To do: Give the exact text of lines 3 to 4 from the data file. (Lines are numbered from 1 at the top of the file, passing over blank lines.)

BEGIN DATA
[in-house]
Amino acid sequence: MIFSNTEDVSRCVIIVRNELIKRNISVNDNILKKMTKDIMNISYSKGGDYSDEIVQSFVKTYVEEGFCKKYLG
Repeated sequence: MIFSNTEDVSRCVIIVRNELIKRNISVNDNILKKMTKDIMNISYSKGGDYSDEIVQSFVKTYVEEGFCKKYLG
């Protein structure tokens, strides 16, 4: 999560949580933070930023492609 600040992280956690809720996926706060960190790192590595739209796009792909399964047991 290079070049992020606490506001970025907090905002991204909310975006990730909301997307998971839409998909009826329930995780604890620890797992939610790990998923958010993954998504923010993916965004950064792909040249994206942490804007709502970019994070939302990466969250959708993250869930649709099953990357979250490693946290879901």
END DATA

Repeated sequence: MIFSNTEDVSRCVIIVRNELIKRNISVNDNILKKMTKDIMNISYSKGGDYSDEIVQSFVKTYVEEGFCKKYLG
């Protein structure tokens, strides 16, 4: 999560949580933070930023492609 600040992280956690809720996926706060960190790192590595739209796009792909399964047991 290079070049992020606490506001970025907090905002991204909310975006990730909301997307998971839409998909009826329930995780604890620890797992939610790990998923958010993954998504923010993916965004950064792909040249994206942490804007709502970019994070939302990466969250959708993250869930649709099953990357979250490693946290879901």